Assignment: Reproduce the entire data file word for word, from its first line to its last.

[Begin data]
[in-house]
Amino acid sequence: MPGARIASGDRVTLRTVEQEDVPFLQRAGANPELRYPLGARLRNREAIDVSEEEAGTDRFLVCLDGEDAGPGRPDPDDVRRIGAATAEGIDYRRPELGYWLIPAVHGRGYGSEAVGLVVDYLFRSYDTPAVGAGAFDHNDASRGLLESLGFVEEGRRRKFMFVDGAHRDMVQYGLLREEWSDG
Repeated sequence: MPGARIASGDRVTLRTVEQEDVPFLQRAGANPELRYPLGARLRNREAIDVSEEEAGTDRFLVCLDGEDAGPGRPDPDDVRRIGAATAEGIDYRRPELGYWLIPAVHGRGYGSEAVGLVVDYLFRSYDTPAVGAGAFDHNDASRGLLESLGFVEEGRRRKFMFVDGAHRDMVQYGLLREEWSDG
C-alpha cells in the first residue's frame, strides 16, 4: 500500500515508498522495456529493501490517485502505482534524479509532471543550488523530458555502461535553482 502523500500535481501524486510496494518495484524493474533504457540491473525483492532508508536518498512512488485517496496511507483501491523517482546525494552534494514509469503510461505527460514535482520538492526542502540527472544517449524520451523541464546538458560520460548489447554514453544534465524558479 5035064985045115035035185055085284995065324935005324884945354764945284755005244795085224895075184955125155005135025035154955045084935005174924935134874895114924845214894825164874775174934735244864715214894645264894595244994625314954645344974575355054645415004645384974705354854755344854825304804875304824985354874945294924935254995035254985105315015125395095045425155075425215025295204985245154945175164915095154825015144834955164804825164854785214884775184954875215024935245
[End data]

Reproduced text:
[in-house]
Amino acid sequence: MPGARIASGDRVTLRTVEQEDVPFLQRAGANPELRYPLGARLRNREAIDVSEEEAGTDRFLVCLDGEDAGPGRPDPDDVRRIGAATAEGIDYRRPELGYWLIPAVHGRGYGSEAVGLVVDYLFRSYDTPAVGAGAFDHNDASRGLLESLGFVEEGRRRKFMFVDGAHRDMVQYGLLREEWSDG
Repeated sequence: MPGARIASGDRVTLRTVEQEDVPFLQRAGANPELRYPLGARLRNREAIDVSEEEAGTDRFLVCLDGEDAGPGRPDPDDVRRIGAATAEGIDYRRPELGYWLIPAVHGRGYGSEAVGLVVDYLFRSYDTPAVGAGAFDHNDASRGLLESLGFVEEGRRRKFMFVDGAHRDMVQYGLLREEWSDG
C-alpha cells in the first residue's frame, strides 16, 4: 500500500515508498522495456529493501490517485502505482534524479509532471543550488523530458555502461535553482 502523500500535481501524486510496494518495484524493474533504457540491473525483492532508508536518498512512488485517496496511507483501491523517482546525494552534494514509469503510461505527460514535482520538492526542502540527472544517449524520451523541464546538458560520460548489447554514453544534465524558479 5035064985045115035035185055085284995065324935005324884945354764945284755005244795085224895075184955125155005135025035154955045084935005174924935134874895114924845214894825164874775174934735244864715214894645264894595244994625314954645344974575355054645415004645384974705354854755344854825304804875304824985354874945294924935254995035254985105315015125395095045425155075425215025295204985245154945175164915095154825015144834955164804825164854785214884775184954875215024935245